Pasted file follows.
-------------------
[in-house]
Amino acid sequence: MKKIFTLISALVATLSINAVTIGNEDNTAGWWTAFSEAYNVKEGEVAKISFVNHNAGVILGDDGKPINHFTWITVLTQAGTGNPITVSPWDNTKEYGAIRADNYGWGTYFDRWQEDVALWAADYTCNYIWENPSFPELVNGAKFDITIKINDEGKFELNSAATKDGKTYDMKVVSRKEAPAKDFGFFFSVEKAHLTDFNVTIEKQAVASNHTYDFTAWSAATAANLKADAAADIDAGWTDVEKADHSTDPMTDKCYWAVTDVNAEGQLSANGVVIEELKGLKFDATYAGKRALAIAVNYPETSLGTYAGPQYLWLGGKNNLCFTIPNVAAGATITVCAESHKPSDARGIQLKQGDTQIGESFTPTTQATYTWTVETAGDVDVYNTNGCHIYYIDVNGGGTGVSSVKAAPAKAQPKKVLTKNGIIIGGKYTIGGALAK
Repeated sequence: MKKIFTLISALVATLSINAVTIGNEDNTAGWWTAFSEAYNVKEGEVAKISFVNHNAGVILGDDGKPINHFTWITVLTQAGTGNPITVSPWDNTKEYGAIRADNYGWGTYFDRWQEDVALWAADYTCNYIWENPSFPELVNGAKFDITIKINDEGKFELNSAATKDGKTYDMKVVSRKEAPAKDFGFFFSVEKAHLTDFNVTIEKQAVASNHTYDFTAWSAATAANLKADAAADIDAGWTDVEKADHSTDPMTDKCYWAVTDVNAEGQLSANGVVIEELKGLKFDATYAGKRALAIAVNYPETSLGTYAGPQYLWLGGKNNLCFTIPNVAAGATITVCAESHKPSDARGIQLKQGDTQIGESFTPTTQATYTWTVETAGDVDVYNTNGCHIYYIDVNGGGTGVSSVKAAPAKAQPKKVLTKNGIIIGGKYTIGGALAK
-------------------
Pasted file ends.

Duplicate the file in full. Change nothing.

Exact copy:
[in-house]
Amino acid sequence: MKKIFTLISALVATLSINAVTIGNEDNTAGWWTAFSEAYNVKEGEVAKISFVNHNAGVILGDDGKPINHFTWITVLTQAGTGNPITVSPWDNTKEYGAIRADNYGWGTYFDRWQEDVALWAADYTCNYIWENPSFPELVNGAKFDITIKINDEGKFELNSAATKDGKTYDMKVVSRKEAPAKDFGFFFSVEKAHLTDFNVTIEKQAVASNHTYDFTAWSAATAANLKADAAADIDAGWTDVEKADHSTDPMTDKCYWAVTDVNAEGQLSANGVVIEELKGLKFDATYAGKRALAIAVNYPETSLGTYAGPQYLWLGGKNNLCFTIPNVAAGATITVCAESHKPSDARGIQLKQGDTQIGESFTPTTQATYTWTVETAGDVDVYNTNGCHIYYIDVNGGGTGVSSVKAAPAKAQPKKVLTKNGIIIGGKYTIGGALAK
Repeated sequence: MKKIFTLISALVATLSINAVTIGNEDNTAGWWTAFSEAYNVKEGEVAKISFVNHNAGVILGDDGKPINHFTWITVLTQAGTGNPITVSPWDNTKEYGAIRADNYGWGTYFDRWQEDVALWAADYTCNYIWENPSFPELVNGAKFDITIKINDEGKFELNSAATKDGKTYDMKVVSRKEAPAKDFGFFFSVEKAHLTDFNVTIEKQAVASNHTYDFTAWSAATAANLKADAAADIDAGWTDVEKADHSTDPMTDKCYWAVTDVNAEGQLSANGVVIEELKGLKFDATYAGKRALAIAVNYPETSLGTYAGPQYLWLGGKNNLCFTIPNVAAGATITVCAESHKPSDARGIQLKQGDTQIGESFTPTTQATYTWTVETAGDVDVYNTNGCHIYYIDVNGGGTGVSSVKAAPAKAQPKKVLTKNGIIIGGKYTIGGALAK